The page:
I don’t know what it’s like to have fingers that don’t bend. I only know what it’s like to have an ankle and toes that don’t bend.
Since being hit by a vehicle that ran over my foot, my fourth toe sits partially atop my big toe. (It’s not so much the “fuck you” position as it is the “what the fuck” position.)
So I read Keven’s blog post with great interest — and then I came across some vocab that you might like to know.
In his blog post, Keven writes about the time he came back from the store with a beer, the beer that would make his journée poche all better.
Once home, he begins to clean la slush off the wheels of his wheelchair. He does this on the rug so that he doesn’t get the floor dirty.
But then he spills his beer all over the floor anyway — il renverse la bière drette dessus.
une journée poche
a crappy day
la slush, la sloche
slush (dirty, soupy snow)
right on it, right on top of it
J’ai renversé la bière drette dessus means I spilled the beer right on it. Chu tombé drette dessus means I fell right on it. T’as mis le doigt drette dessus means you hit the nail on the head (literally, you put your finger right on it). Drette dessus is an informal usage.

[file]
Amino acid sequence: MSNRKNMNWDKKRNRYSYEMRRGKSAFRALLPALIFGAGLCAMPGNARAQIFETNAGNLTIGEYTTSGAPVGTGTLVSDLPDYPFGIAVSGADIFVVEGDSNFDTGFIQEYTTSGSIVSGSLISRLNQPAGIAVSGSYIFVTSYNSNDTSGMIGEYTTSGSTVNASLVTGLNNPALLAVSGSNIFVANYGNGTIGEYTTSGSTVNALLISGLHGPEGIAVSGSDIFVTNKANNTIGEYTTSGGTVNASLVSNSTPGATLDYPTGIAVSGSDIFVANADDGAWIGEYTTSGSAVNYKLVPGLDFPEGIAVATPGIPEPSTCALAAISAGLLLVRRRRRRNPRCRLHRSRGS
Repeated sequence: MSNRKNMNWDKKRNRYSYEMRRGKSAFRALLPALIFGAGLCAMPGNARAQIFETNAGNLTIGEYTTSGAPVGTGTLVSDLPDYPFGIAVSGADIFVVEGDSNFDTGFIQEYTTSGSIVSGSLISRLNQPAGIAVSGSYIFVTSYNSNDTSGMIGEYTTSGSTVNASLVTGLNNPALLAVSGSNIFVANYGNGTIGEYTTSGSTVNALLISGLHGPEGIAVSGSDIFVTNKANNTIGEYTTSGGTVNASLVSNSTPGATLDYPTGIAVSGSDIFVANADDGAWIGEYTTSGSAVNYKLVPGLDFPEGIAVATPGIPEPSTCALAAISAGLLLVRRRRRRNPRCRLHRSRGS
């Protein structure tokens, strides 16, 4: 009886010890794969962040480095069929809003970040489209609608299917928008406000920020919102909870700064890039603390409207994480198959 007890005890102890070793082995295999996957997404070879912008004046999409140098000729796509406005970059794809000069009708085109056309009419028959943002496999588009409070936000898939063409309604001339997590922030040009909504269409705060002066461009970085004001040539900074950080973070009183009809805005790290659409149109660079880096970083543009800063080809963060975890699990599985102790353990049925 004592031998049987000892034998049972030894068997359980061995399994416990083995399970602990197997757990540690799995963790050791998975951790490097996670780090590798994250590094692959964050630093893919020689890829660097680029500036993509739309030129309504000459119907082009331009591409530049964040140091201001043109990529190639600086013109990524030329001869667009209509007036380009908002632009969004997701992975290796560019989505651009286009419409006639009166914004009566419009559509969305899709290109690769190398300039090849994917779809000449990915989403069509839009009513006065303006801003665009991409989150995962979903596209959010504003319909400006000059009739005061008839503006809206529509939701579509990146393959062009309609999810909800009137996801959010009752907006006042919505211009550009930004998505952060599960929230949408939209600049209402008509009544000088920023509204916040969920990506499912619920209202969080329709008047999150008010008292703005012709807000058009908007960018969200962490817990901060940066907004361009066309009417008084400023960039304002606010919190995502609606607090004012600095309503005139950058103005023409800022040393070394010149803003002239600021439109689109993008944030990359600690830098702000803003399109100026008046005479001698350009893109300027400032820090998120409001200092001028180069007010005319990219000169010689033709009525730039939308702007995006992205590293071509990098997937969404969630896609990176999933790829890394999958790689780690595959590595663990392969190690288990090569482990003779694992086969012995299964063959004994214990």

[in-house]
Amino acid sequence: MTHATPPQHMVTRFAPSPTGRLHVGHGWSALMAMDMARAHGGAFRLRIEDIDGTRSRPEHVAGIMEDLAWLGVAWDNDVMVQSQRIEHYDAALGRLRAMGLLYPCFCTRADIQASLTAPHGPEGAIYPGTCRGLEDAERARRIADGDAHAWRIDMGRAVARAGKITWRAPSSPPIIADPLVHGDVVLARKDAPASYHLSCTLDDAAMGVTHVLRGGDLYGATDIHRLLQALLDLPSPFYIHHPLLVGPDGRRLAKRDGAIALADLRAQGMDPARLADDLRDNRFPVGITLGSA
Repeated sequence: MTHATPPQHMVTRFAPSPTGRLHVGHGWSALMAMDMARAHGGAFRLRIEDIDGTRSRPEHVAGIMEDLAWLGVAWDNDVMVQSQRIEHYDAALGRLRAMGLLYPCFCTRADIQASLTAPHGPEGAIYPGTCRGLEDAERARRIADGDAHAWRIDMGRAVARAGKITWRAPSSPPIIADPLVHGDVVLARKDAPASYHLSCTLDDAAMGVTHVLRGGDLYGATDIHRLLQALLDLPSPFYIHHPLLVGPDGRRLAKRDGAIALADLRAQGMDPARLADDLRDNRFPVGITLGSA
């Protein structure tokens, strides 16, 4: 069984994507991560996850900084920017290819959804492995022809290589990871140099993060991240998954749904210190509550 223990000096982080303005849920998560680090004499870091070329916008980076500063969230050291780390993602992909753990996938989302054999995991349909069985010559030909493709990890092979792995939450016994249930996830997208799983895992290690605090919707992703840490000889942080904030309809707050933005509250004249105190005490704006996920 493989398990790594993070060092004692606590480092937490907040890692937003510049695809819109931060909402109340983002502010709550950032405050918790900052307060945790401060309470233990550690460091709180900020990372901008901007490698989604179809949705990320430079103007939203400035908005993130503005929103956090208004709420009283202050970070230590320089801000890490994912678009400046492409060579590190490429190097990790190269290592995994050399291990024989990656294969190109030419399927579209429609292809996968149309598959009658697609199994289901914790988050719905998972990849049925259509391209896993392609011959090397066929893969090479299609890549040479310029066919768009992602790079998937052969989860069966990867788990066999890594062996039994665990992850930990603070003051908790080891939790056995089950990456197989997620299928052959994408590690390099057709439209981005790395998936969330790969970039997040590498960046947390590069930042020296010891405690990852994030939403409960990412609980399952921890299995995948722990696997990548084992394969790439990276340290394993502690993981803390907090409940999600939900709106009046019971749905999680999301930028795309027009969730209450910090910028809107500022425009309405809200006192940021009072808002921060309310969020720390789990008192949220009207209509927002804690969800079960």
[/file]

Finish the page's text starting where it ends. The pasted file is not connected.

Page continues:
Keven Breton’s blog posts on Urbania can be found here. If you want to check out the blog posts from all Urbania authors, that’s here. Urbania blog posts are refreshingly different, and the writing often contains elements of informally spoken language.
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Keven Breton, Ces doigts qui ne plient pas, Urbania, 27 January 2015.